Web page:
As the most-watched television drama in cable history, AMC's The Walking Dead has fueled a nationwide fascination with zombies.
On the eve of the show's season four premiere, the Delaware County Emergency Management Agency is looking to benefit from that zombie craze.
For a second time in three years, the EMA is asking for people dressed as zombies to be part of a disaster training exercise from 8 a.m. to noon on Saturday, Oct. 12, at Zoombezi Bay water park.
The training that the EMA is calling the "Zombie-zy Bay Exercise" will teach local first responders and Columbus Zoo and Aquarium staff how to deal with the repercussions of a tornado. During the exercise, zombie participants will play storm victims and rescuers will focus on the three T's of disaster response: triage, treatment and transport.
When participants arrive at the park, they'll receive a card that explains the extent of their injuries. Some won't survive the tornado because they won't heed the zoo's safety warnings, some will leave unscathed and others will need medical assistance for varying degrees of injury.
Since introducing a zombie theme to the annual training, volunteer participation has increased 30-fold. This year, the EMA is looking forward to 600 zombies taking over the water park, while in the past, the volunteer numbers typically topped out at just 20.
"It has always been a challenge to get enough volunteers to do a good test for the fire departments and haz-mat teams so the office kind of came up with the idea of the zombie theme to add a whole new element to it," said EMA interim director Sean Miller.
In 2011, more than 200 zombie volunteers took over Ohio Wesleyan's campus to demonstrate a hazardous materials spill, but when the office invited zombies to take part in a safety open house and a 5k run last year, participation dropped down to about 50.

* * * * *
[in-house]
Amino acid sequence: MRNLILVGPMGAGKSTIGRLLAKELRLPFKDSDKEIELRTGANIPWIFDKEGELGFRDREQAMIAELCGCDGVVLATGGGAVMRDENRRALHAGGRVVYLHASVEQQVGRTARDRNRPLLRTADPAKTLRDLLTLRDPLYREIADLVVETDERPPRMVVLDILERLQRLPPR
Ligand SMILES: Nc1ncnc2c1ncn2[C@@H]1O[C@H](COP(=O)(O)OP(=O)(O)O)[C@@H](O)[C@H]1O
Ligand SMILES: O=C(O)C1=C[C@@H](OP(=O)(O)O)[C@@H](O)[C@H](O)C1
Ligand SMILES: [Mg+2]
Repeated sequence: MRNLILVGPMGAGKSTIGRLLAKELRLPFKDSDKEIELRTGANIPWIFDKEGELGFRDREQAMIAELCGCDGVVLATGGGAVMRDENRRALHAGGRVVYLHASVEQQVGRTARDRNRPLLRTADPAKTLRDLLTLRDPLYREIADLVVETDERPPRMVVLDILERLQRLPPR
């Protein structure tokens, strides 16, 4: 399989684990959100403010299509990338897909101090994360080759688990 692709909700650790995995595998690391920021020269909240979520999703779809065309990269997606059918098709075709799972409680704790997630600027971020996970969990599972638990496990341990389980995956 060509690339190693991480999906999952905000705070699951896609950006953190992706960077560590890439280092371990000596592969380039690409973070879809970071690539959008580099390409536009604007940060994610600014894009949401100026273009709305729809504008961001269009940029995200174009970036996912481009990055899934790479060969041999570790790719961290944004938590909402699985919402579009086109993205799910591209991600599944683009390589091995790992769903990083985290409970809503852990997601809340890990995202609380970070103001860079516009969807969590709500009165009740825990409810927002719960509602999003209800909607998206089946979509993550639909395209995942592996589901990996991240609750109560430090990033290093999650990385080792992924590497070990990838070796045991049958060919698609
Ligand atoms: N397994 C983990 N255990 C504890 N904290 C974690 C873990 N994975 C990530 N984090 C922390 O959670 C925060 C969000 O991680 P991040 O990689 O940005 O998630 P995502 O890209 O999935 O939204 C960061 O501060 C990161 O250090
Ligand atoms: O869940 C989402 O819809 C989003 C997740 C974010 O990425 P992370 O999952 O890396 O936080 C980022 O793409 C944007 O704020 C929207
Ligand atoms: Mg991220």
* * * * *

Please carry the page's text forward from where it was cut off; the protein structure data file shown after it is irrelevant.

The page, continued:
The Oct. 12 event will combine the best of both previous zombie gatherings, the training and the safety open house, Miller said, so the office is hoping for its largest turnout ever. Prior to the training, participants can visit tents set up by local agencies that will be presenting information on safety preparedness.
With more volunteers come more opportunities for local first responders to be included in the training, Miller said. An increase in participation also means the EMA can train for massive disasters that could affect a large number of people at once.
"It's important to test an exercise and plan for mass-casualty events, especially in Delaware County, because it is growing so quickly and it has facilities like the zoo," Miller said.
"The zoo has been a great partner and put forth a lot of effort in this," Miller added. "It's not just going to be the EMS providers learning from the exercise, but zoo staff will also be able to take away some safety procedures and incorporate those into their internal plans."
Breaking out the Halloween costume early won't just benefit emergency responders and zoo staff, though.
At 9:30 a.m., before the exercise kicks off, plaques will be awarded in male, female, children and group categories for the best zombie costumes.
Registration is required and limited to the first 600 zombie impersonators. Anyone age 8 and older is welcome to participate. Each zombie will receive a T-shirt and two zoo passes.
To register for the Zombie-zy Bay Exercise, visit www.del coema.org.